The quality of finish is excellent, with rounded edges to prevent splinters as you pull them from the packaging. The planks also have an incredible cedar aroma as they soak and when grilling.
The smaller size of these planks, especially the five-inch width, can make them harder to use as serving boards. Once you have a salmon steak or a piece of chicken on the board, there won’t be too much room for sides.
Some customers have complained about the planks arriving with 75 percent of the surfaces not being sanded. Be careful when removing your foods from the board, not to tear the food or leave shavings in it.
You could sand the planks lightly yourself before use—just be sure to remove any debris or splinters as you go.
For people new to grilling with planks, or just those wanting to experiment more, the additional two free planks are ideal.
While cedar wood is the most popular due to its milder flavor, alder, hickory, or maple will give stronger flavors. Meats like beef will benefit especially from the hickory.
The planks may not be the largest out there, but at just over $1.50 a plank, you’re getting quality USA-sourced cedar wood. You should easily be able to fit a salmon steak or a cut of beef on each, with extra planks for vegetables.
Plank grilling was originally a cooking method pioneered by the Native Americans of the Pacific Northwest. It was an easy way to cook fish, chicken, and other meats while adding more flavor.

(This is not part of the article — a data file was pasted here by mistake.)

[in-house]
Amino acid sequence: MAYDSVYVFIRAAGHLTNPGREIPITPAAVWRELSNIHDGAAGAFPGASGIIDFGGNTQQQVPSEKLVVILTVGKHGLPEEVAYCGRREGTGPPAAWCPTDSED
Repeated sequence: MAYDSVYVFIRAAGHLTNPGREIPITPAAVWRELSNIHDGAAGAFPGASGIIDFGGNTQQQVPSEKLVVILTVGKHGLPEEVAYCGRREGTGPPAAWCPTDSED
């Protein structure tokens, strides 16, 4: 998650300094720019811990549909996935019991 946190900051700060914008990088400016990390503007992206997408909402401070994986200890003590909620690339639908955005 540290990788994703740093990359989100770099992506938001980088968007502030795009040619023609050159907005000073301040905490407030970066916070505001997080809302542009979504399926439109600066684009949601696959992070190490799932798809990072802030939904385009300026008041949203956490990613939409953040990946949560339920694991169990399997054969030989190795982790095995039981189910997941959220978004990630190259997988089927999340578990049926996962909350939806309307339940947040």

Put simply, a plank of wood is soaked in water to prevent it from burning and then placed over hot coals or an open flame.
The wood adds flavors and aromas that can further enhance the foods and provide a hint of spice and smoke. Nowadays, you could even use a gas grill to plank grill, as the flavor comes mainly from the woods used, rather than the charcoal. If you are interested in buying a new gas grill, be sure to check out our reviews of the top gas grills on the market!
For foods which often stick to your grilling grate like fish or vegetables, a plank can be a convenient non-stick surface. However, we’re not just talking about any old plank for grilling, it needs to be a food-safe wood. Cedar is the most popular choice.
While the most common food to grill on cedar is salmon, cedar wood is so versatile it can be used for almost any meat you can think of.
The wood is robust enough for smoking meats at lower heats for long periods. It can also be used at higher temperatures for grilling meats, such as steak, pork chops and game.
Any plank you use should be untreated and have no chemical additives. Natural color extracts, known as tannins or oils, are what gives cedar its unique flavor and color.
Cedar wood, which contains these extracts, will give the most flavor to your food. However, not all cedar is created equal.
Western red cedar tends to be the most popular plank. It imparts a mild, smoky flavor to the food with a hint of sweetness.
White cedar is also safe, but adds little flavor, while the resin-rich Alaskan yellow cedar or Atlantic cedar results in a pungent flavor, too strong for many foods.
You should never use Eastern red cedar, which is poisonous and normally used to make the interiors of closets.